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Another round of government stimulus is on its way. As you begin to receive money from the government, keep track of it.  We will need the info when we file your 2021 tax return.  Be sure to note every amount of money you receive from the government, whether it’s stimulus, child tax credit, etc.

There is a lot to unpack with the latest $1.9 trillion relief bill.  Below are a few items that affect many Americans in the short term, with stimulus payments hitting bank accounts already and potential changes to your 2020 federal tax returns.

Stimulus Checks

The payments will be $1,400 per taxpayer and dependent, based on either 2019 or 2020 tax filings, depending on what the IRS currently has on record.

If you earn $75k or less (filing single), or $150k or less (filing jointly), you will be due $1,400 per taxpayer or dependent listed on your tax return. If you earn more than $80k (filing single), or $160k (filing jointly), you are phased-out of the stimulus and will not be receiving a payment. Between $75k-80k (filing single), or $150k-160k (filing jointly), you will be getting a stimulus, but a reduced amount.

Stimulus payments are being processed as we speak.  However, please note that you will not receive this third stimulus payment if your 2019 tax return showed income above the thresholds listed in the paragraph above.  However, if you file your 2020 tax return before 7/15/21, and it shows taxable income that does qualify for stimulus you will get the credit from the IRS soon after.  You will NOT have to wait until this time next year to claim the credit.

If you file after 7/15/21, you will have to wait until we file your 2021 tax return to claim the credit. Even though this is technically a 2021 credit, if you show more income in 2021, you will NOT have to pay back the stimulus that you received.

Unemployment Benefits are (partially) non-taxable to most

The ARP allows for the first $10,200 of unemployment benefits to be treated as non-taxable, but only if your modified AGI is lower than $150,000. 

However, if you and your spouse earned more than $10,200 from unemployment in 2020, you can reduce BOTH of your unemployment income amounts, up to $20,400 total. We’re standing by for more guidance from the IRS on this as this has a significant effect on 2020 tax returns.  We will send updated guidance when received.

Unemployment Benefits Extended

If you are still collecting unemployment, the program will not run out on March 14th.  Those benefits have been extended through September 6th.  The extra federal assistance of $300 per week was also extended.  This will likely be the last time the program is extended.

Expanded Child Tax Credit

The current child tax credit program allows you to get a credit of $2,000 per child under the age of 17, as long as you’re under the income limits.  This is a dollar-for-dollar credit against your taxes owed.  However, for 2021 the amounts have changed with the passing of the ARP.  Children under 6 years old now qualify for a $3,600 credit (up from $2,000).  Children 6-17 qualify for $3,000 tax credit.  Dependents who are over 18 remain at $500.  This is only for 2021 but could become permanent in the future.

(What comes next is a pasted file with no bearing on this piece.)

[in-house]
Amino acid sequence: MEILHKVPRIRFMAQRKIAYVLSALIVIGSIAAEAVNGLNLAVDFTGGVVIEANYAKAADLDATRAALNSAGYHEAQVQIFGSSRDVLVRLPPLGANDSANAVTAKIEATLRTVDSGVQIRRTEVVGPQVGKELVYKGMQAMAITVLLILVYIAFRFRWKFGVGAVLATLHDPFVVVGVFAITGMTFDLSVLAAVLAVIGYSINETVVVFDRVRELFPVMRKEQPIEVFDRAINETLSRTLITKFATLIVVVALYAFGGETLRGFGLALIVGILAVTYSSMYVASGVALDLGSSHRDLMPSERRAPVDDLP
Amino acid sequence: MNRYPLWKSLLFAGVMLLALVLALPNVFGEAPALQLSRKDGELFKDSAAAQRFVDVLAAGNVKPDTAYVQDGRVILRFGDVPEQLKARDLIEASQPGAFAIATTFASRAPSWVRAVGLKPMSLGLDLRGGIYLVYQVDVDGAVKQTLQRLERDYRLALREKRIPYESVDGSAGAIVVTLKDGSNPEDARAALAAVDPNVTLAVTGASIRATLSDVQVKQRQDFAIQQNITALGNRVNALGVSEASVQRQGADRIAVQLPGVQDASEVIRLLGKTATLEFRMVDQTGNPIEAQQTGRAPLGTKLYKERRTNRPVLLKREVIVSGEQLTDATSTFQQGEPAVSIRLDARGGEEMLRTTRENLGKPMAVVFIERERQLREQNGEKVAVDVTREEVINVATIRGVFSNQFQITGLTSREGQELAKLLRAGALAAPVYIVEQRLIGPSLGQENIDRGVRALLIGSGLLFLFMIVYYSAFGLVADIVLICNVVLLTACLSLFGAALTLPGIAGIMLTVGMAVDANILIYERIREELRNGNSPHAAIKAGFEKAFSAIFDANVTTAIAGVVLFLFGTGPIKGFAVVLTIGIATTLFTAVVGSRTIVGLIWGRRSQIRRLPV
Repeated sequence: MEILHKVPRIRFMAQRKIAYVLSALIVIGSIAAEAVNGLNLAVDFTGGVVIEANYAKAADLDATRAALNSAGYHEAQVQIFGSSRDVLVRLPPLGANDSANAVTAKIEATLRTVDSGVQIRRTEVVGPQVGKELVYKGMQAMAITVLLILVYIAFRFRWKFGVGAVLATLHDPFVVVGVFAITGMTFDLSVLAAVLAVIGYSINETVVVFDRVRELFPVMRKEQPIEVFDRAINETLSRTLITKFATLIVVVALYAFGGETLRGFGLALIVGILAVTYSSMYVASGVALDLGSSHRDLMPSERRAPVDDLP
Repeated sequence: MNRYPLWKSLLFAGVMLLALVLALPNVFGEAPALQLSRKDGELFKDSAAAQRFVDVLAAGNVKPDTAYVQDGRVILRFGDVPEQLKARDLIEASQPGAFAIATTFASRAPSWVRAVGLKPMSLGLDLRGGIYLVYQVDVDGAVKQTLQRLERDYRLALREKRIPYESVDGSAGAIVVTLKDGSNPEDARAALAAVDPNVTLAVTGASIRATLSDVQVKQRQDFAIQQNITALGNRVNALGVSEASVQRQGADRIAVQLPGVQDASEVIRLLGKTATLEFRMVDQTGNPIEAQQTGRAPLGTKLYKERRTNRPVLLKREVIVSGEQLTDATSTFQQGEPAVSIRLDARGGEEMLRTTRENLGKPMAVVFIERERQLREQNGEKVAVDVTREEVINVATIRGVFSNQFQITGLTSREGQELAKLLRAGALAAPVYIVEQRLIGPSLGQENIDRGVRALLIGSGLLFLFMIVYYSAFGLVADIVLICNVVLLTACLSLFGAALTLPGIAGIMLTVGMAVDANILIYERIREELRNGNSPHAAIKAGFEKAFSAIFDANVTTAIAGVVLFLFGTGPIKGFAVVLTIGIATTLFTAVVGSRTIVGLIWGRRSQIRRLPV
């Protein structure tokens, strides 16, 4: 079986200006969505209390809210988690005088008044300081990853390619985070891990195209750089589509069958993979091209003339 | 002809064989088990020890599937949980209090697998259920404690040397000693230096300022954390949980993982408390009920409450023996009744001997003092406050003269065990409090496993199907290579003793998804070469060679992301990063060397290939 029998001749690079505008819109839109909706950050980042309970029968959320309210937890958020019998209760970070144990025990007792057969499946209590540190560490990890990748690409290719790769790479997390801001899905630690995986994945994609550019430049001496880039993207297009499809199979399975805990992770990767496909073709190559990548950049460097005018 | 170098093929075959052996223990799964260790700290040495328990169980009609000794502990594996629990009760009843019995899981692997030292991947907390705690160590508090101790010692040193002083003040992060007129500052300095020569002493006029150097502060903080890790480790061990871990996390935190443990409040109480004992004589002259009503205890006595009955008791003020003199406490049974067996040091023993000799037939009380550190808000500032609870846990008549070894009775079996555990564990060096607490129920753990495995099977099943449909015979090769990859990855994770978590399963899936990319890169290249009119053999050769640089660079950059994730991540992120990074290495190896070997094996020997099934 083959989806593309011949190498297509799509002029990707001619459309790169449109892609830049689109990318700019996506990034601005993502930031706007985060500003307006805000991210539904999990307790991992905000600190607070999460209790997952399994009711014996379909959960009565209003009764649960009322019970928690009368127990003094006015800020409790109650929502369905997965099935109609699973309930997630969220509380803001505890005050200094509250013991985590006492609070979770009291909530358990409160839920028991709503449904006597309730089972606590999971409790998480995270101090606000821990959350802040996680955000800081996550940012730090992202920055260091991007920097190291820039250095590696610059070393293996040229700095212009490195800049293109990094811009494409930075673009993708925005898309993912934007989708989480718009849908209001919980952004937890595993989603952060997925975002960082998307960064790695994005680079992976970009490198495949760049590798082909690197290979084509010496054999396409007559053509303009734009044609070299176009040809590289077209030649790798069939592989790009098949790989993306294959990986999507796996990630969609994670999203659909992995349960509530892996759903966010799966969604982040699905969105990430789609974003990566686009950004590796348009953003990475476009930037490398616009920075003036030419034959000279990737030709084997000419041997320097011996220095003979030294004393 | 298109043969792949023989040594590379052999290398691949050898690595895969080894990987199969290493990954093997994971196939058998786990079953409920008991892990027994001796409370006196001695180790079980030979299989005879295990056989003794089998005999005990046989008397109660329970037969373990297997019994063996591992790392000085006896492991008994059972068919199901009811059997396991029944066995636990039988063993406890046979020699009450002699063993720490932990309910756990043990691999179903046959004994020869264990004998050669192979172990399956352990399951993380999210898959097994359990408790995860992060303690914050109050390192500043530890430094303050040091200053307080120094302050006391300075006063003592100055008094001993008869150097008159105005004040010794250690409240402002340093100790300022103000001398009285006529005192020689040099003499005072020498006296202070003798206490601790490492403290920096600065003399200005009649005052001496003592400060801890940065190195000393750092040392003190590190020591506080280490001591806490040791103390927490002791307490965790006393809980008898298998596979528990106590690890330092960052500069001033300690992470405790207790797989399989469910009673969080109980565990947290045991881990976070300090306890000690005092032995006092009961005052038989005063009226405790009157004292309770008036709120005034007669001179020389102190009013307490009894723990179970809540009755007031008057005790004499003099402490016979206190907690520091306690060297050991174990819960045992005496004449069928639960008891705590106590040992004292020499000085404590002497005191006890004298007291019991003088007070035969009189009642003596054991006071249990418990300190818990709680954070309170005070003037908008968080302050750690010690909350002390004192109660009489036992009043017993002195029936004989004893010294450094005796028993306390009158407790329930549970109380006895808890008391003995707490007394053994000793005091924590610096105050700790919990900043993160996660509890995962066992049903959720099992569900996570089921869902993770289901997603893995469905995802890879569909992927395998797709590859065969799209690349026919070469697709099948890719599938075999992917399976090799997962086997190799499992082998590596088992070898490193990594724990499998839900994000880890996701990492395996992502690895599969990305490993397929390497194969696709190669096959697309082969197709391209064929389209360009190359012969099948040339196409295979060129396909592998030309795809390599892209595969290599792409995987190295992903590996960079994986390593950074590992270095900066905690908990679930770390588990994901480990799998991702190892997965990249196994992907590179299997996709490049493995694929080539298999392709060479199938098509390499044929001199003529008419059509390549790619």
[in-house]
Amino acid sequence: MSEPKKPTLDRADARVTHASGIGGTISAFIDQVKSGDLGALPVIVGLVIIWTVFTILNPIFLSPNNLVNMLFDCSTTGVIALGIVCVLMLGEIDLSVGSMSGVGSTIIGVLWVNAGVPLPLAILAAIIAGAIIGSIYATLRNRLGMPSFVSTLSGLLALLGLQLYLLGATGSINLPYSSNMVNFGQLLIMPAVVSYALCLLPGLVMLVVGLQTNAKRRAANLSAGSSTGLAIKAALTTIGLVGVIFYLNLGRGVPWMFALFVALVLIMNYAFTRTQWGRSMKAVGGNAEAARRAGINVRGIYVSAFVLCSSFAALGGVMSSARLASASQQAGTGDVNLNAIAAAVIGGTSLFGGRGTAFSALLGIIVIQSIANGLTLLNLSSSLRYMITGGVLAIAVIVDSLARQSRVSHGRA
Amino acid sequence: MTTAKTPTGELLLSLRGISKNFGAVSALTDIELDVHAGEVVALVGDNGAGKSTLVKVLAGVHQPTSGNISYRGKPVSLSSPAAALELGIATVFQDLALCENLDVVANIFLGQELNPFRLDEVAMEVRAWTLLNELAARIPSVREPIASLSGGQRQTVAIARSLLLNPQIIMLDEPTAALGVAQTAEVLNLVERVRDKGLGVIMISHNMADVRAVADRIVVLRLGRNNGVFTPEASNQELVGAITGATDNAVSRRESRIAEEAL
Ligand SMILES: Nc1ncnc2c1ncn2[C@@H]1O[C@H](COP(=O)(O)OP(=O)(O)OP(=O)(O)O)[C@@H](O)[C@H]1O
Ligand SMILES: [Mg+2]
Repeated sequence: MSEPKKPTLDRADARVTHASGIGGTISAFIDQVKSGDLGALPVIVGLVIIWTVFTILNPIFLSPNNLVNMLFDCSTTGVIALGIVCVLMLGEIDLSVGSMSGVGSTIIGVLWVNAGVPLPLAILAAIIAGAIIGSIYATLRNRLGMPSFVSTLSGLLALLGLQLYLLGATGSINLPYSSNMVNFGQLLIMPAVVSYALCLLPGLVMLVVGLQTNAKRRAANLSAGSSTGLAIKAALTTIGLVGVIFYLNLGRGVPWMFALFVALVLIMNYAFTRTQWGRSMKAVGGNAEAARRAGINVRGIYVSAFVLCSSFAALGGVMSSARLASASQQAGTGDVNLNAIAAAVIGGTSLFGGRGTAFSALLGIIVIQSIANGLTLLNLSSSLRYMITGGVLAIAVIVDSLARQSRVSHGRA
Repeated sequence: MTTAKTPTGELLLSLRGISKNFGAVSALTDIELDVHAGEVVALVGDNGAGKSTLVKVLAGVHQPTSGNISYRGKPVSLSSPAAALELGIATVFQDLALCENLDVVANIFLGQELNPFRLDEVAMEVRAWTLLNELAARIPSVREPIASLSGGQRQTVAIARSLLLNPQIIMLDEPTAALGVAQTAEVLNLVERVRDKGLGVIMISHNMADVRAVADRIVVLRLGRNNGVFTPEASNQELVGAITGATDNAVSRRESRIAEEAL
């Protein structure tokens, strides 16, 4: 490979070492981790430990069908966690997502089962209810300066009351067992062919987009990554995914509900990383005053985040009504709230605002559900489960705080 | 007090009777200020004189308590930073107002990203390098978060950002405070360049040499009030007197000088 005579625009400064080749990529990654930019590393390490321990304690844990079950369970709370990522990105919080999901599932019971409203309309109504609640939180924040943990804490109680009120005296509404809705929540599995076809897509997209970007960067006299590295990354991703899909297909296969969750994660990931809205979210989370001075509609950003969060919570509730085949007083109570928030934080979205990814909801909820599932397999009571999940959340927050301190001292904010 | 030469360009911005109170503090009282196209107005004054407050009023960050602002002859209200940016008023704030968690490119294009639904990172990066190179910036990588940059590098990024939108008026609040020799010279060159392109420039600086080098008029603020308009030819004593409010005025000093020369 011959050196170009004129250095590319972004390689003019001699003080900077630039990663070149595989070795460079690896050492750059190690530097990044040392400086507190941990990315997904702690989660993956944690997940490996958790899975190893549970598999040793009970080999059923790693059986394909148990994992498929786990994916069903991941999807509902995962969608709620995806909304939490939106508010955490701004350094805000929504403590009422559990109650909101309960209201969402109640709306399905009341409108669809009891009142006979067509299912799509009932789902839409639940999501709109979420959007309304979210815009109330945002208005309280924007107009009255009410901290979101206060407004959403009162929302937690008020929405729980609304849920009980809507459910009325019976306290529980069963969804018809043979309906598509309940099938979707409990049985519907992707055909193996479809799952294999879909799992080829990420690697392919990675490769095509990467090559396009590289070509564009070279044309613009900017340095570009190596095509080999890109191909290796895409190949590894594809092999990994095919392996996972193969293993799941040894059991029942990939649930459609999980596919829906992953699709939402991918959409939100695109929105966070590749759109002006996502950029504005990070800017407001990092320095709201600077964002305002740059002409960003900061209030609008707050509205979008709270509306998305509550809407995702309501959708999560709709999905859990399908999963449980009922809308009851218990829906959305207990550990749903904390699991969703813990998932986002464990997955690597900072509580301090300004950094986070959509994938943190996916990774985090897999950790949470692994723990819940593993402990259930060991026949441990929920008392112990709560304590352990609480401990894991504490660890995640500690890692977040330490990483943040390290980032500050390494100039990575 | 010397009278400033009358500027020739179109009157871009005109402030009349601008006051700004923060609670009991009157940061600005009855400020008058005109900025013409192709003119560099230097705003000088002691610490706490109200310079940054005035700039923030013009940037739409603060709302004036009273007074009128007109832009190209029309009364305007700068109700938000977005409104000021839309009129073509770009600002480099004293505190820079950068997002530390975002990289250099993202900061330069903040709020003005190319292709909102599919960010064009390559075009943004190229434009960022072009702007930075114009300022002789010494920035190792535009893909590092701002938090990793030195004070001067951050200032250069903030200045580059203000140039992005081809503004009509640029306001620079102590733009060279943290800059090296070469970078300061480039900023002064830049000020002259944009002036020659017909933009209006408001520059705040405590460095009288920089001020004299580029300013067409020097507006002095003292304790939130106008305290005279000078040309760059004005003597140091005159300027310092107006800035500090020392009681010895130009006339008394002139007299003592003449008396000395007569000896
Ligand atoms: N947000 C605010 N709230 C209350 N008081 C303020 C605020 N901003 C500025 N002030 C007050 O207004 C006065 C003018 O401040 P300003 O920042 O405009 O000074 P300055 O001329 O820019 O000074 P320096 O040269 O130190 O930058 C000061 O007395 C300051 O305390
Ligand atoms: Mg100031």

The payment structure has also changed.  Instead of waiting until you file your 2021 taxes to get the child tax credit money, the IRS will be sending you checks (or direct deposits) from July 2021 – December 2021 for half of the amount of the child tax credit you are owed based on your 2020 tax return. This means that for each child under 6 you had on your 2020 tax return, the IRS will be sending you a check for $300 between (July and December 2021).  If you have children between the ages of 6 to 17 years old, you will be getting monthly checks of $250 per child.  Pretty awesome, right?

However, unlike the stimulus payment, if you end up receiving too much money for the Child Tax Credit, you will have to pay it back.

Restaurant Revitalization Fund

There are brand new grants in place for the food and beverage industry.  An eligible business may receive a tax-free federal grant equal to the amount of its pandemic-related revenue loss.  This is calculated by subtracting its 2020 gross receipts from its 2019 gross receipts. However, the pandemic-related revenue losses for businesses are reduced by any amounts received from the PPP #1 or PPP #2.

The SBA is again handling this, so they’ll have to create the rules and get their programs set up to accept these grant applications. The covered period is expected to be from February 15th, 2020 to December 31st, 2021 and will cover expenses such as payroll, rent, utilities, maintenance, including construction to accommodate outdoor seating, PPE, inventory, operating expenses, etc.

We’ll be updating you as more information comes out. Always subscribe to our newsletter and add us as a safe sender so that you don’t miss an email! Stay safe!

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